Jump Start revamped
Jump Start has been revamped.
The McNair Educational Foundation program is going through a lot of changes this summer in hopes to make it more relevant to today's high school students. The program began 20 years ago at East Rutherford High School and then spread to Chase and R-S Central high schools. The program began on Monday and is being held at Isothermal Community College this summer in hopes to encourage the students who attend to start thinking about college.
"We just felt like we needed to do something to revamp it. It's a great program but a lot of things have changed, so we want to reenergize it," said Monica Lee, executive director of the McNair Foundation. "Before it was sort of a dropout prevention program. We took kids that were at risk of not graduating and tried to make sure they had what they needed to get through high school. We wanted to make it more of a focus on how to set your goals on college, then that makes high school relevant automatically."
Jump Start is a three week summer program for rising freshman where students attend classes from 7:45 a.m. until 3 p.m. It provides a "jump start" on high school academic classes such as science, English, math and a college readiness course. Students are recruited by middle school counselors to attend.
"Our focus is on students who did not take the more rigorous or high school classes while in middle school. We target them so that we can give them that boost academically on those classes while they're here before they go to high school," Lee said.
In the past, each of the three high schools have conducted their own separate programs but this year all 80 students were combined at Isothermal.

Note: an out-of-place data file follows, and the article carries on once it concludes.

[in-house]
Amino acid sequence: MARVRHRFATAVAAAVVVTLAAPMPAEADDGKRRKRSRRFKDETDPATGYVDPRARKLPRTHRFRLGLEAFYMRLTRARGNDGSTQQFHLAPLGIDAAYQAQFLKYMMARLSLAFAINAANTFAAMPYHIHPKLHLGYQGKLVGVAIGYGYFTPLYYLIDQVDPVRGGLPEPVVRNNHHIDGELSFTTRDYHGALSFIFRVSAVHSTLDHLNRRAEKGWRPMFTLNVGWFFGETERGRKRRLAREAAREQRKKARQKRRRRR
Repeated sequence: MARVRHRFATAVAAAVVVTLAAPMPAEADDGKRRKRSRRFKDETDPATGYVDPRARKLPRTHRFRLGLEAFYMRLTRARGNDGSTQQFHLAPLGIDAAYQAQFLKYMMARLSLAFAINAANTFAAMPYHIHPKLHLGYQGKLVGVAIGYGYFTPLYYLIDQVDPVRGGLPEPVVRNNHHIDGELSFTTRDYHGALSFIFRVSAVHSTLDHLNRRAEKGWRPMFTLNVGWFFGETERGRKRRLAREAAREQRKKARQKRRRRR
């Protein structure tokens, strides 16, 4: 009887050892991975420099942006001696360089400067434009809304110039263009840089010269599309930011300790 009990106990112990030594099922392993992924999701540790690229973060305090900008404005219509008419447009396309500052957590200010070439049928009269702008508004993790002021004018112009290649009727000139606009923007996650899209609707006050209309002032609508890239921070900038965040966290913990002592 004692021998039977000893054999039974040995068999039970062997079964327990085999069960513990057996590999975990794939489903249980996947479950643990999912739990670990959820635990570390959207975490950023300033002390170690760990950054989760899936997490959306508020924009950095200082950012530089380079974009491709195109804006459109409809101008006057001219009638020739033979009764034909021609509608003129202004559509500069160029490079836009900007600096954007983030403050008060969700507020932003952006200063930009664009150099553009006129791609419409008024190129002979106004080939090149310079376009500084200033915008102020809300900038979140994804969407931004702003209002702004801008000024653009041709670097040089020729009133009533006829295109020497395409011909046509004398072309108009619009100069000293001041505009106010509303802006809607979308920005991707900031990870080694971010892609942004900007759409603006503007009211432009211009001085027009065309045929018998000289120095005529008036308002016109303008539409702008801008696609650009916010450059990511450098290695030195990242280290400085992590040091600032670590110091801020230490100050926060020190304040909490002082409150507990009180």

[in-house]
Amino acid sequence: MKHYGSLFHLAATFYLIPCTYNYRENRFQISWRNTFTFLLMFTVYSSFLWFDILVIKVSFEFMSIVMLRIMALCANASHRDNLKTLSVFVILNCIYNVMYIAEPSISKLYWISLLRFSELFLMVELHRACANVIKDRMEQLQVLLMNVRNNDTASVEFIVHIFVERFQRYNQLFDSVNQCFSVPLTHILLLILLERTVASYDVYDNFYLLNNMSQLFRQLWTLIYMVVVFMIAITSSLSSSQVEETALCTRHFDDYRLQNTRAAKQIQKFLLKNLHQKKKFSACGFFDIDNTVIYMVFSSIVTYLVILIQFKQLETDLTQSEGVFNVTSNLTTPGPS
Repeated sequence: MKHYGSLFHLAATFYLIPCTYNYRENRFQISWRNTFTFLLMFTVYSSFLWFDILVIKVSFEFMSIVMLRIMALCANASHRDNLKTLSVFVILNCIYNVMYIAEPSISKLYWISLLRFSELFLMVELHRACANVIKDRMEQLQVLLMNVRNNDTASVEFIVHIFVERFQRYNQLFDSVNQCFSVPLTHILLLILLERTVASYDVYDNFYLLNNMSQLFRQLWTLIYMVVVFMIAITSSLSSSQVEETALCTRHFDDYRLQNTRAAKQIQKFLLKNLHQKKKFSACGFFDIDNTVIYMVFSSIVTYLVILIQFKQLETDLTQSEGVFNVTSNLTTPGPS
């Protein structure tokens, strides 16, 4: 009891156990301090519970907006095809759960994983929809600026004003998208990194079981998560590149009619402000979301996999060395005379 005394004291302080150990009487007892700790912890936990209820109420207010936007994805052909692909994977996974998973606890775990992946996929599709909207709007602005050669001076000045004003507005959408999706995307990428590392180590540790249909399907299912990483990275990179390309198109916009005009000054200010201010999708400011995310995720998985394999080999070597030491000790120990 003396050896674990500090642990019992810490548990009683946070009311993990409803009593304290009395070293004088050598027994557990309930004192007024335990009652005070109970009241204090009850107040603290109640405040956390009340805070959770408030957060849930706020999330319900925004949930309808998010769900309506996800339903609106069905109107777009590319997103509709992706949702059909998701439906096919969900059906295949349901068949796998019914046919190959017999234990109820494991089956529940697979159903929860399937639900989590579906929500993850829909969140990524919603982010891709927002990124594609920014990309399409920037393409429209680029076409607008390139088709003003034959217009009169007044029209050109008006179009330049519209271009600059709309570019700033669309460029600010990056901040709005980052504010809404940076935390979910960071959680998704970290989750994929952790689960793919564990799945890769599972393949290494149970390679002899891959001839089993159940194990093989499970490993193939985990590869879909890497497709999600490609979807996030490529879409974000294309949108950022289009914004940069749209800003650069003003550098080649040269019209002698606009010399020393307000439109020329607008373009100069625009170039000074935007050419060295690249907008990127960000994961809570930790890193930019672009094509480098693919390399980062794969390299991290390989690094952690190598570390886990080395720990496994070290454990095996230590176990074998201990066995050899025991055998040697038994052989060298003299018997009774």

"We're thrilled that Monica had the idea to do this and it's gone really smoothly so far. From the McNair board perspective, the foundation's goal and mission is to increase the college-going rate among Rutherford County Schools students. This absolutely takes a step toward that in getting that early awareness," said Mike Gavin, director of marketing and community relations for ICC and McNair board member.
Lee said that by using the college the students have access to more resources such as the gym, pool, cafe and even some college instructors. Ashley Day, biology instructor at ICC, is assisting in teaching the science classes where the students are learning about forensics. Other instructors are from the middle and high schools.
"We have staff from all three schools. We have middle and high school staff because they can keep up with curriculum and know what's required of the students," Lee said. "And when they get back to high school they're going to recognize the people they met during the summer and have some familiar faces."
The students also receive an incentive for performing well in their classes. If their grades reflect the goals they set for themselves at the beginning of the program, they can receive money from the McNair Foundation. The highest amount they can earn is $212.
"It's like a job. They are rated based on grades in their classes. Pay is determined by what they set their goals to be and what their grades are. They're also graded on how they interact with their peers and interact with staff," said Neil VanDyke, Jump Start program director at East. "They are also bonuses they can get for competitions we are going to have."
Lee said the program is running smoothly at the college and the directors and volunteers are enjoying being at one, central location. She hopes to continue the revamping process and encourage more students to attend next year.
"We've taken the core of the program and made little tweaks and changes to revitalize it," Lee said.
The graduation ceremony for the students who complete the program will be held Thursday, June 25 at 6 p.m. in the gym of Isothermal.